Chairman of Swiss Re America, Philip Ryan, kick-started the session, mentioning Swiss Re’s 150th anniversary in 2013. He explained how today, nothing is more challenging to the insurance industry than climate change, but suggested businesses calculate the potential instead: “We should identify climate risk but also the commercial opportunities that exist to be harnessed and drive forward an effective response to climate change.” He followed this by announcing a new commitment with The Climate Group and United Nations Global Compact: “Today I can confirm that Swiss Re has become a founding partner in the new initiative mentioned earlier by Mark Kenber, with the goal to recruit 100 corporations to commit to sourcing 100% of their energy requirements from renewable energy sources by 2020."
Next, SolarCity Board Director, Nancy Pfund, talked of socio-economic opportunities in clean energy, specifically the ‘solar revolution’. She said: “Two thirds of rooftop solar in California was installed in low and middle-income houses in 2012. And solar systems costs are 80% lower than they were five years ago. […] Solar also plays a key role in creating jobs. There are now 120,000 solar workers in the US. And these are American rooftops—the jobs will never be outsourced.”
Former CEO of The Climate Group and current CSO of IKEA, Steve Howard, explained how committed the retail giant is to greening its operations, highlighting the 17 wind farms in seven countries that powers more than 50% of IKEA’s own energy use--and is on track for powering 100% by 2020. Steve also focused on the theme of clean energy for consumers, saying: “We know customers want to live a more sustainable life at home", and as an example added that "LEDs are the next best thing to daylight. And will last you 20 years.”
Continuing the discussion of LEDs was Head of Global Public & Government Affairs at Philips Lighting, Harry Verhaar who annnounced the Philips and Ecofys report which launched today. Explaining the findings he said: “When we step up our efforts on energy efficiency from today's 1% per year to an annual improvement in energy intensity of 3%, we reduce fuel bills in the US by a staggering US$300 billion per year in 2020, and US$550 billion by 2030.” He added: “These economic and environmental benefits are convincing reasons on their own to take action now." Pointing to LEDs as a key tool to improving energy efficiency, he referenced our research on LED lighting, stating that in the first half 2013, 25% of Philips' turnover was LED-based.
Similarly pioneering, Meg Whitman, President & CEO of HP spoke to the audience via video, where she announced that HP will reduce its operations 20% by 2020, building on the 20% carbon reduction the company met two years early in 2011.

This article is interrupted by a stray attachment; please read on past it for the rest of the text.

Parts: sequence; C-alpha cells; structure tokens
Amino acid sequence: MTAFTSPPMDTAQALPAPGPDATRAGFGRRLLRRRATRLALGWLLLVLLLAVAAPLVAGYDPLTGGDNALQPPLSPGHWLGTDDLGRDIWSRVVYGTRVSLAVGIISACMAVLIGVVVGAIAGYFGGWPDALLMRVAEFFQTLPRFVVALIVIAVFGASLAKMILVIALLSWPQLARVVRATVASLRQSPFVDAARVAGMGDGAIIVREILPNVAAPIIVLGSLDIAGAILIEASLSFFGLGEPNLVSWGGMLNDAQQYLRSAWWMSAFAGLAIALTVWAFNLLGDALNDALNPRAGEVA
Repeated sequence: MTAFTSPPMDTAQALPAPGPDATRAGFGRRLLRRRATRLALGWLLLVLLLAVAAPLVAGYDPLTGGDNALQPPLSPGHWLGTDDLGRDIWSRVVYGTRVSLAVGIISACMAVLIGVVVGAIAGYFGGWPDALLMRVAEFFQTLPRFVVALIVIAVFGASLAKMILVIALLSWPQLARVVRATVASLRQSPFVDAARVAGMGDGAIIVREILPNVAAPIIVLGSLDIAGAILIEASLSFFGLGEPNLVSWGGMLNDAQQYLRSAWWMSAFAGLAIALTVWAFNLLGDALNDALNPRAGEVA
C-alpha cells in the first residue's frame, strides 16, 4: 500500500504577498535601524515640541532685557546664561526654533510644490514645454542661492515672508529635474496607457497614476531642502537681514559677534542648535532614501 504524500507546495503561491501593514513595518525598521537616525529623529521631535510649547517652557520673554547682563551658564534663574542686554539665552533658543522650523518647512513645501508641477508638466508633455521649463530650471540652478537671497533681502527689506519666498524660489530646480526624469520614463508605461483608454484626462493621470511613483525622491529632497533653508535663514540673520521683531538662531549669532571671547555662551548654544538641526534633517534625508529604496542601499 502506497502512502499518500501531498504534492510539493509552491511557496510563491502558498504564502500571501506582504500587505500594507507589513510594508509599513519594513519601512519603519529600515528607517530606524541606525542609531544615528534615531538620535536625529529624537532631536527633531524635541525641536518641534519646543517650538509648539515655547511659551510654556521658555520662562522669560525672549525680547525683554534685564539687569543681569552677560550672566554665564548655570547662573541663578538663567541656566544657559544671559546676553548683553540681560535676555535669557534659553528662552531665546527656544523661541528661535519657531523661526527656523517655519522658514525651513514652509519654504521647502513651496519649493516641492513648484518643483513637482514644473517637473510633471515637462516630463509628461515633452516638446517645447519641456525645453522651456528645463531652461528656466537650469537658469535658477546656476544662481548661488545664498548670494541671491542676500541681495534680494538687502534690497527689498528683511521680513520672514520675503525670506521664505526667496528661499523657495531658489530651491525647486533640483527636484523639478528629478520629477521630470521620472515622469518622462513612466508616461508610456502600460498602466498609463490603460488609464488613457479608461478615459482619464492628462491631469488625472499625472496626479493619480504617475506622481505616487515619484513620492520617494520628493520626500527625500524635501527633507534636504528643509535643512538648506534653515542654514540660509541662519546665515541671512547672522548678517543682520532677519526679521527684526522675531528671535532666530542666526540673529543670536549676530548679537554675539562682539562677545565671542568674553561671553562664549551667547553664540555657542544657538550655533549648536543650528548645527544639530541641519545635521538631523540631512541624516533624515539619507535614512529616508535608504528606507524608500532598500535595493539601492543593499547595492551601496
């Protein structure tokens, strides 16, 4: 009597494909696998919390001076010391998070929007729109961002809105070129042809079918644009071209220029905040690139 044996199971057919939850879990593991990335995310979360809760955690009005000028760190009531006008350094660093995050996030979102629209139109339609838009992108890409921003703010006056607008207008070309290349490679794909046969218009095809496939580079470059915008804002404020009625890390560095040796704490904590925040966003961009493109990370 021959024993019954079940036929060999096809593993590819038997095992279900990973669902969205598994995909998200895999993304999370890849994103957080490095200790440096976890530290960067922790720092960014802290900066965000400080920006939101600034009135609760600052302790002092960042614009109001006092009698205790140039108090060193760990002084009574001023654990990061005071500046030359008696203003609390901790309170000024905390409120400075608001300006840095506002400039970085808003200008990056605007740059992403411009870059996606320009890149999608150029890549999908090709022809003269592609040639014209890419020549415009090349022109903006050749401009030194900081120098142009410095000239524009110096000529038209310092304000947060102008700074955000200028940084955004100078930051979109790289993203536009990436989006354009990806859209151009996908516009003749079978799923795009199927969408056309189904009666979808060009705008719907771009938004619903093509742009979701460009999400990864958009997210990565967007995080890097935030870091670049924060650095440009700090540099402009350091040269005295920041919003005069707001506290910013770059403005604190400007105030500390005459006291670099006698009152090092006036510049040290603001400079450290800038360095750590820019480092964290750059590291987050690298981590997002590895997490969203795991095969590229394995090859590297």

David Miliband, International Rescue Committee President and former UK Foreign Secretary, talked firstly about how there is currently no incorporated legal status for a climate refugee, and stated: ”Climate change isn’t just environmental issue it’s a security, economic, justice and humanitarian issue. [...] We must partner with you to respond to this challenge.”
Penultimate speaker Todd Stern, US Special Envoy for Climate Change referenced the EPA’s recent power plant emissions standards and emphasized the importance of climate negotiations in order to “supply confidence to countries, that if they take ambitious action they will overtake competitors.” He added: “The challenge now is to get it right: to stop talking and finger-pointing. Growth won’t be sustainable unless we address climate change.”
Our final speaker of the epic line-up was Dr Jim Yong Kim, President of the World Bank. He started by stating: “There are few things on which 95% of scientists agree. We must move forward from silly arguments towards what we want to do next.” He suggested setting 'a robust price' on carbon in order to address climate change. Without tackling the issue, he said there is 'no way' to end extreme poverty, suggesting: "The largest emitters have to come together". Jim Kim highlighted Obama’s climate action plan and a recent meeting with China’s Secretary General Xi Jinping--who stressed his environmental commitments--as exciting signs of progress, concluding with: “We are moving in the right direction, but these movements are too small. There are so many exciting projects, but the challenge is to take innovation--and spread it at scale.”
These last words set the pace for what looks to be the biggest and most exciting week-long summit of low carbon innovation and climate action events in New York, as the fifth anniversary of Climate Week NYC comes at a critical moment where we must move beyond the climate science debate, to bold, decisive action.
By Clare Saxon